Meet Cindy Nemser - art critic, theatre critic, novelist, humorist, journalist, and ardent feminist.

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Sunday, June 10, 2007

3:57 PM Posted by Cindy Nemser No comments
no place in the Times for to be printed, I will put my response on my blogspot.


I certainly commend Smith on acknowledging the beauty and mastery in rugs made by women. In the 1970’s the Feminist Art Journal, of which I was the publisher/editor, printed a major article about women’s quilts by Patricia Mainardi, and Rachel Maines wrote about the exquisite items of lace making, needle work and knitting created by the family of Carrie Montgomery among many others.

What I object to is her introduction to her article, in which she insists that in the last five hundred years practically all women artists have been anonymous.

If Smith had done some reading beyond Linda Nochlin’s misguided article, “Why have there been no great women artists, she would have encountered Eleanor Tufts’ landmark book Our Hidden Heritage or Woman Artists 1550-1950, by Ann Sutherland Harris and a recanting Linda Nochlin, where she would have learned the names of artists like Sophia Anguisola, a portrait painter to royalty the 16th century, Artemisa Gentileschi famous in the 17th century for painting “Judith and Holofernes,” Vigèe-LeBrun, painter to Queen Marie Antoinette, in the 18th century, Rosa Bonheur, .a painter, greatly admired for her depictions of horses by 19th century academicians , Mary Cassat, a great impressionist, also in the,19th century. There were sculptors as well i.e. Harriet Hosmer, and Anna Huntington and many more greatly revered artists in the twentieth century such as Frida Kahlo, Georgia O’Keefe, etc.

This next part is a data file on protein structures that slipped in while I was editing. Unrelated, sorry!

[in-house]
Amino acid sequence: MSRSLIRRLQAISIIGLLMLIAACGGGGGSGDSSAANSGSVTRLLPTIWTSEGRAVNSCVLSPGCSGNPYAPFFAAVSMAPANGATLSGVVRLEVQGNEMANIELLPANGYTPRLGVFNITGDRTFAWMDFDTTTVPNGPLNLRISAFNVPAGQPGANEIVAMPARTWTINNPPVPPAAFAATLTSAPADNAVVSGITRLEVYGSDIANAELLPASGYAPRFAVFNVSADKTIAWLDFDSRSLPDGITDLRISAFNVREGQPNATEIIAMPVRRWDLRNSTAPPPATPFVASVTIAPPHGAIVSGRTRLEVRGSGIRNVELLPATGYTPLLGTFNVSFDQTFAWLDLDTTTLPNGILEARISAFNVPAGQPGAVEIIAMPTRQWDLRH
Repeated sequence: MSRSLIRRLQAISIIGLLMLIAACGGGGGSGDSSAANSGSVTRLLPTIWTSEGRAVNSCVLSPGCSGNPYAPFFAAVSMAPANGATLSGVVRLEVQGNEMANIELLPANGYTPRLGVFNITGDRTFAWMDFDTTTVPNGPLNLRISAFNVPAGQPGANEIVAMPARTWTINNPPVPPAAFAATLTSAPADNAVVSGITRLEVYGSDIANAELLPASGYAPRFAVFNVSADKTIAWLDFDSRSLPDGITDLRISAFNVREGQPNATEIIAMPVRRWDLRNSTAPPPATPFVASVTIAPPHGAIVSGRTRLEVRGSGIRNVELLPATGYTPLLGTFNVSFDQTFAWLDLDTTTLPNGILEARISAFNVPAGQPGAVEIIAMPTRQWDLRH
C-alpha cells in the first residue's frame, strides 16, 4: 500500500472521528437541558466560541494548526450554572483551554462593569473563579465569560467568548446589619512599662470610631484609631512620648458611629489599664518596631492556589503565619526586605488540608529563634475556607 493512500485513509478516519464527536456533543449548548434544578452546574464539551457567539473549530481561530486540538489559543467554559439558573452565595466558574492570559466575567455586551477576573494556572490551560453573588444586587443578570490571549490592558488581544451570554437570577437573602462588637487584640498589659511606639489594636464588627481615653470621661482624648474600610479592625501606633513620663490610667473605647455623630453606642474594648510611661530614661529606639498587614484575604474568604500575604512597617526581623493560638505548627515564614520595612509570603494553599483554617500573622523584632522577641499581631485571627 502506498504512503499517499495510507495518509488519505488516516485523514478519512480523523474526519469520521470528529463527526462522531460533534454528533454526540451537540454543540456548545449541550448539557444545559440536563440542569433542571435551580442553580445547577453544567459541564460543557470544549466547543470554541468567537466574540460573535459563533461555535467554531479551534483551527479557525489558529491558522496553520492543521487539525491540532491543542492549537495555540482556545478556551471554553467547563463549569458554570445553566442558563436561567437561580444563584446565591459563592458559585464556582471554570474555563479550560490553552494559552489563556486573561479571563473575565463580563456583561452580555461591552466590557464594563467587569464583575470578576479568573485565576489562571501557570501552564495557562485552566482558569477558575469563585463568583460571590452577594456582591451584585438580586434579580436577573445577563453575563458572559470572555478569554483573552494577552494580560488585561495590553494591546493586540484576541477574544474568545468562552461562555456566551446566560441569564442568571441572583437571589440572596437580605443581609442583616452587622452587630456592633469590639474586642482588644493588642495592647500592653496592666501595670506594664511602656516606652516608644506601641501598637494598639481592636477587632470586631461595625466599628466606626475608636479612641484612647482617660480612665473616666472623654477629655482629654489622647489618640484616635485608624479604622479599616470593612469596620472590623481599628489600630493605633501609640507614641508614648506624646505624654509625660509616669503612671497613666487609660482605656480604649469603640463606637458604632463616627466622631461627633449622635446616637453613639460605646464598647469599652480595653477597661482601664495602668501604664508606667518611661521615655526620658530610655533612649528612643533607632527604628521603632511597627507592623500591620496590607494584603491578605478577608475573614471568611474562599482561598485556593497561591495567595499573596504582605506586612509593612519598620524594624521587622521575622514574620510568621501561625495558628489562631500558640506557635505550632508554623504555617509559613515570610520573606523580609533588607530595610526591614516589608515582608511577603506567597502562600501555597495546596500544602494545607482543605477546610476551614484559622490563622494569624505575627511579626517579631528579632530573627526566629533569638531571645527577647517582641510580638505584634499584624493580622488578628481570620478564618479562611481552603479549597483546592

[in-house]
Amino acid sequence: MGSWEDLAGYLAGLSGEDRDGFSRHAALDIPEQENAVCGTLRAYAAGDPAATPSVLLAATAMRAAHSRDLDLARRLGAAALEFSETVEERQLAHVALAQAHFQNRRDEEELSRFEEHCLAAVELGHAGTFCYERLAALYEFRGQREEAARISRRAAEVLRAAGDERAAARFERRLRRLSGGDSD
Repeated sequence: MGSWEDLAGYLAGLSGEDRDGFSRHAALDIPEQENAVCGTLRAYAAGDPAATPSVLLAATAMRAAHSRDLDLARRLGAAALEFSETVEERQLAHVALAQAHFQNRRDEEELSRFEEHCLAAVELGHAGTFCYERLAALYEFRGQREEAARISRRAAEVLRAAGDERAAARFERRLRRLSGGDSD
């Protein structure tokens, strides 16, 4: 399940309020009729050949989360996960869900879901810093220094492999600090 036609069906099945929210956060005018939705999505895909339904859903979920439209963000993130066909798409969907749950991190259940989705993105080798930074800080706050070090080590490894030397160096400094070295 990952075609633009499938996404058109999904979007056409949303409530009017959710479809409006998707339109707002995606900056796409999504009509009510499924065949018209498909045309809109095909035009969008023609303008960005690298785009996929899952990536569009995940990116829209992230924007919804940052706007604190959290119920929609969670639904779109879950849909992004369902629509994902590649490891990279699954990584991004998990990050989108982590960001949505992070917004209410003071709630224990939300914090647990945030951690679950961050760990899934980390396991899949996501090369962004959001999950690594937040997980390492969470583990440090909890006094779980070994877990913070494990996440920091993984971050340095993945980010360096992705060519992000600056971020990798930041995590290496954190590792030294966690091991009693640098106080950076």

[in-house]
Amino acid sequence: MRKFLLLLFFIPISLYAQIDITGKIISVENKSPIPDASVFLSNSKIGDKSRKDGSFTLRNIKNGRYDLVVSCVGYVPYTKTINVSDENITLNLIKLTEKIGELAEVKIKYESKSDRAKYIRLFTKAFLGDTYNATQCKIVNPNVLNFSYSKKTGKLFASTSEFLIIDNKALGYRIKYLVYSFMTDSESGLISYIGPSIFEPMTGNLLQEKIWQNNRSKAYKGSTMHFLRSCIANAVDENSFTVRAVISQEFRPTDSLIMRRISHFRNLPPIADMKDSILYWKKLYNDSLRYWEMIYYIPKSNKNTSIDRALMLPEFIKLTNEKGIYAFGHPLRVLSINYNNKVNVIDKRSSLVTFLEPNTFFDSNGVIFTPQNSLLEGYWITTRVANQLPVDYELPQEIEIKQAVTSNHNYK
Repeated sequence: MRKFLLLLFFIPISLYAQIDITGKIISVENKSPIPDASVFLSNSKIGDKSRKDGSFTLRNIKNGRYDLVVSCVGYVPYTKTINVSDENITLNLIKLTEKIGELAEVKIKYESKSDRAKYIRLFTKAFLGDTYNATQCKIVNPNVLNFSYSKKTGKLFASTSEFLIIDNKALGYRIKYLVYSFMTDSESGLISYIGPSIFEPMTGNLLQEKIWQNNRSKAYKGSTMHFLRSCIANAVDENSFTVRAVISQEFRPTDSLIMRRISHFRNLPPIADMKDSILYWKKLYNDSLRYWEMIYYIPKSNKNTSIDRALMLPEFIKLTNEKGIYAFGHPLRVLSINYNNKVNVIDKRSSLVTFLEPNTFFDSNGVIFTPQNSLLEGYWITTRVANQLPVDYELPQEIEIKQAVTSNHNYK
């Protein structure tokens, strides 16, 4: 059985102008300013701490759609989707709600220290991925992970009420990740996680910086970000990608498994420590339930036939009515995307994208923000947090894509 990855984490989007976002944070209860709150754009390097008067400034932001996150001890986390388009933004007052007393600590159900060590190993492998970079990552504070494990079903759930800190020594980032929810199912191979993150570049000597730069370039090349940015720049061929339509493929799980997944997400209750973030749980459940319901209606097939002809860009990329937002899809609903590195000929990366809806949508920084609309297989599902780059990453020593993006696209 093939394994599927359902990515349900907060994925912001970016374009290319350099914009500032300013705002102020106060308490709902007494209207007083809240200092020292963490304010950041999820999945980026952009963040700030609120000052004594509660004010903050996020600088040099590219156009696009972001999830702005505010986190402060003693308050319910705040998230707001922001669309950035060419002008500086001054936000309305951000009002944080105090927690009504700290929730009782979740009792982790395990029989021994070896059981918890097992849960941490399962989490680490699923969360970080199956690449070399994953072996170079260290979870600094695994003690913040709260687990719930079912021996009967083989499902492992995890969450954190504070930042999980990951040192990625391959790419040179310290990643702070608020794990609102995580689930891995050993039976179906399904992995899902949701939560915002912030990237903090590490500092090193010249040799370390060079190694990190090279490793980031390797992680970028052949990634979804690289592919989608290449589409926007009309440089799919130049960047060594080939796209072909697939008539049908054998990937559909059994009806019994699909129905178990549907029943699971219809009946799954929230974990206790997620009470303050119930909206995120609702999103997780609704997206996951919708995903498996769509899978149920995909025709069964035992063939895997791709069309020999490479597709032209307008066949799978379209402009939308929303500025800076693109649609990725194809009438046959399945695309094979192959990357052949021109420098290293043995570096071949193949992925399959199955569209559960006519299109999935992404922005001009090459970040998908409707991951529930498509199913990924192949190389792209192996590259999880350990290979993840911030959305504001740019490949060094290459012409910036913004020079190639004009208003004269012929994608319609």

However if Smith looked in Janson’s History of Art, 1991 edition, she would have found the names of just a few historical figures including the genre painter Judith Leyster, and the still life painter Rachel Ruysch, Rosa Bonheur, Harriet Hosmer. Not great progress, but an improvement considering that up to then there were no women at all.

An artist does not to be counted out because she does not paint nude men and women in classical or Biblical poses. Men like Caravaggio, Frans Synders, Willem Claesz Heda, Franz Hals, Rembrandt, Georges de la Tour, Gainsborough, Chardin, Turner, etc painted still lifes genre scenes, landscapes and portraits and were designated to be great.

But because of the rampant sexism in the 19th century when art history was becoming a discipline un to itself in Germany, England, and other parts of Europe, women’s art that was honored from the middle ages, through the renaissance and up 19th century was denigrated by the use of unflattering stereotypes. (See my article “Stereotypes and Women Artists,” the Feminist Art Journal, April, 1972 and reprinted in Feminist Collage, ed Judith Loeb, 1979 Barnard Teacher’s College Press, Columbia University) as weak, hysterical, timid, imitative or asexual if it was too masculine looking like the horses of Rosa Bonheur.

It would seem that despite all the feminist revisionist art history that has occurred from the 70’s up to the present, influential twentieth century critics like Roberta Smith are perpetuating the lie that women artists of the past did not do significant and sometimes even great art. Right up to today women’s art is undervalued. Just check the list of women artists who were invited to the Basel Art Fair.

I think we should all write to the Times protesting Roberta Smith’s blatant error. Despite what she or others think, women painters and sculptors were not anonymous. Up to the late 19th they were part of the mainstream. We have a history to be proud of but we must continue to work to have it recognized and honored.

P.S. I have completed my book Firebrand: Tales of a Feminist Art Critic and I am looking for a publisher. If anyone has any suggestions as to which editor or agent would be interested in the book, please let me know.

Cindy Nemser

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